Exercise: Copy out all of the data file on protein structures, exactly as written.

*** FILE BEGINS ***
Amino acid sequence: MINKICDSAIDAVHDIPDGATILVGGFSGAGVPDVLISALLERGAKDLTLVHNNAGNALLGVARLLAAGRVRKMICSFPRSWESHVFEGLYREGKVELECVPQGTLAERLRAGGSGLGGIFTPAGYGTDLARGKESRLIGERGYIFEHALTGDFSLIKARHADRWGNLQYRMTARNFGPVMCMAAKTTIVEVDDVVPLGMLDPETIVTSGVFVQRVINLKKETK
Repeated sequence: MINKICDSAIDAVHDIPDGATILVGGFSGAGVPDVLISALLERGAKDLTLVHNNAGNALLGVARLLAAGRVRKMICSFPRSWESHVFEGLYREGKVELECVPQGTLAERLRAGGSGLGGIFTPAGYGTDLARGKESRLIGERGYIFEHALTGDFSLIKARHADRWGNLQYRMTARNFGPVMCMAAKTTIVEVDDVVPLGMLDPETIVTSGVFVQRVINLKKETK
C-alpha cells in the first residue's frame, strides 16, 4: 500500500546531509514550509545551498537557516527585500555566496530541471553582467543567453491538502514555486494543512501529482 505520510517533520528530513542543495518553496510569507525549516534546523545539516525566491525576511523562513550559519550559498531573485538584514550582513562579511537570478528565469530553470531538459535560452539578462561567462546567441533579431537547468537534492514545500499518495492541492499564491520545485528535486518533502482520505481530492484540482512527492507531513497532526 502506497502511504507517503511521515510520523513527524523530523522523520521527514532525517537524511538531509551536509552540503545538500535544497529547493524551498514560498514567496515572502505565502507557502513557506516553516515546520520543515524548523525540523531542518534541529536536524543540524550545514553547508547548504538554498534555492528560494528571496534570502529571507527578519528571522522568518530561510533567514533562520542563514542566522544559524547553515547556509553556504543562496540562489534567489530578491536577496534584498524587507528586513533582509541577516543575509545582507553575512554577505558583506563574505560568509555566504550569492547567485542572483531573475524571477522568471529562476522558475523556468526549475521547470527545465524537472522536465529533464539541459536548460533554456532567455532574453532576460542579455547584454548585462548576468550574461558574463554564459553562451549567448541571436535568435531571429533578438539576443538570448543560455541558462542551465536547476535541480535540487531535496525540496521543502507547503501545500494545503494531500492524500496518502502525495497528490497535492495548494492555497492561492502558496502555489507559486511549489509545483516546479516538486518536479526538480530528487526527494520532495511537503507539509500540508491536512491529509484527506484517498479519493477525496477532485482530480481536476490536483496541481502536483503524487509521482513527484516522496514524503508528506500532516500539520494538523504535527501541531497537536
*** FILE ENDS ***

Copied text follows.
Amino acid sequence: MINKICDSAIDAVHDIPDGATILVGGFSGAGVPDVLISALLERGAKDLTLVHNNAGNALLGVARLLAAGRVRKMICSFPRSWESHVFEGLYREGKVELECVPQGTLAERLRAGGSGLGGIFTPAGYGTDLARGKESRLIGERGYIFEHALTGDFSLIKARHADRWGNLQYRMTARNFGPVMCMAAKTTIVEVDDVVPLGMLDPETIVTSGVFVQRVINLKKETK
Repeated sequence: MINKICDSAIDAVHDIPDGATILVGGFSGAGVPDVLISALLERGAKDLTLVHNNAGNALLGVARLLAAGRVRKMICSFPRSWESHVFEGLYREGKVELECVPQGTLAERLRAGGSGLGGIFTPAGYGTDLARGKESRLIGERGYIFEHALTGDFSLIKARHADRWGNLQYRMTARNFGPVMCMAAKTTIVEVDDVVPLGMLDPETIVTSGVFVQRVINLKKETK
C-alpha cells in the first residue's frame, strides 16, 4: 500500500546531509514550509545551498537557516527585500555566496530541471553582467543567453491538502514555486494543512501529482 505520510517533520528530513542543495518553496510569507525549516534546523545539516525566491525576511523562513550559519550559498531573485538584514550582513562579511537570478528565469530553470531538459535560452539578462561567462546567441533579431537547468537534492514545500499518495492541492499564491520545485528535486518533502482520505481530492484540482512527492507531513497532526 502506497502511504507517503511521515510520523513527524523530523522523520521527514532525517537524511538531509551536509552540503545538500535544497529547493524551498514560498514567496515572502505565502507557502513557506516553516515546520520543515524548523525540523531542518534541529536536524543540524550545514553547508547548504538554498534555492528560494528571496534570502529571507527578519528571522522568518530561510533567514533562520542563514542566522544559524547553515547556509553556504543562496540562489534567489530578491536577496534584498524587507528586513533582509541577516543575509545582507553575512554577505558583506563574505560568509555566504550569492547567485542572483531573475524571477522568471529562476522558475523556468526549475521547470527545465524537472522536465529533464539541459536548460533554456532567455532574453532576460542579455547584454548585462548576468550574461558574463554564459553562451549567448541571436535568435531571429533578438539576443538570448543560455541558462542551465536547476535541480535540487531535496525540496521543502507547503501545500494545503494531500492524500496518502502525495497528490497535492495548494492555497492561492502558496502555489507559486511549489509545483516546479516538486518536479526538480530528487526527494520532495511537503507539509500540508491536512491529509484527506484517498479519493477525496477532485482530480481536476490536483496541481502536483503524487509521482513527484516522496514524503508528506500532516500539520494538523504535527501541531497537536